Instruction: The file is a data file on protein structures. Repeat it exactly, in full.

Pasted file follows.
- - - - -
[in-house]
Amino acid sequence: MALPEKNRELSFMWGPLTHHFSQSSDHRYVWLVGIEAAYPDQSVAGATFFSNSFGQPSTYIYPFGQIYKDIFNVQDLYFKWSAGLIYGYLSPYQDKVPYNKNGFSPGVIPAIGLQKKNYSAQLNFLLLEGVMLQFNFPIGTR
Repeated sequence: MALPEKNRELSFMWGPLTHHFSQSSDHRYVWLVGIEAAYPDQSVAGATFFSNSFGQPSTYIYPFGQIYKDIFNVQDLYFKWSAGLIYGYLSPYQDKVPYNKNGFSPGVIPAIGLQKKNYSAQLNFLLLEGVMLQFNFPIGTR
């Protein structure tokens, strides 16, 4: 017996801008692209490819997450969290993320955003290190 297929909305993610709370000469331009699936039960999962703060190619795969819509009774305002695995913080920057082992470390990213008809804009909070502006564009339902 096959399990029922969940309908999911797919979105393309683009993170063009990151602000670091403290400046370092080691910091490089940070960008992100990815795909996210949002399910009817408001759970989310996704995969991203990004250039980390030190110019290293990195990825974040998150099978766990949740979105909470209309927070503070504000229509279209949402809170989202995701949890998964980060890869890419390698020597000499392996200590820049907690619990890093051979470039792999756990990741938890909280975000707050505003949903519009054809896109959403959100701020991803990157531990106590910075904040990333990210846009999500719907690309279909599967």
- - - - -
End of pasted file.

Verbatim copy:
[in-house]
Amino acid sequence: MALPEKNRELSFMWGPLTHHFSQSSDHRYVWLVGIEAAYPDQSVAGATFFSNSFGQPSTYIYPFGQIYKDIFNVQDLYFKWSAGLIYGYLSPYQDKVPYNKNGFSPGVIPAIGLQKKNYSAQLNFLLLEGVMLQFNFPIGTR
Repeated sequence: MALPEKNRELSFMWGPLTHHFSQSSDHRYVWLVGIEAAYPDQSVAGATFFSNSFGQPSTYIYPFGQIYKDIFNVQDLYFKWSAGLIYGYLSPYQDKVPYNKNGFSPGVIPAIGLQKKNYSAQLNFLLLEGVMLQFNFPIGTR
């Protein structure tokens, strides 16, 4: 017996801008692209490819997450969290993320955003290190 297929909305993610709370000469331009699936039960999962703060190619795969819509009774305002695995913080920057082992470390990213008809804009909070502006564009339902 096959399990029922969940309908999911797919979105393309683009993170063009990151602000670091403290400046370092080691910091490089940070960008992100990815795909996210949002399910009817408001759970989310996704995969991203990004250039980390030190110019290293990195990825974040998150099978766990949740979105909470209309927070503070504000229509279209949402809170989202995701949890998964980060890869890419390698020597000499392996200590820049907690619990890093051979470039792999756990990741938890909280975000707050505003949903519009054809896109959403959100701020991803990157531990106590910075904040990333990210846009999500719907690309279909599967």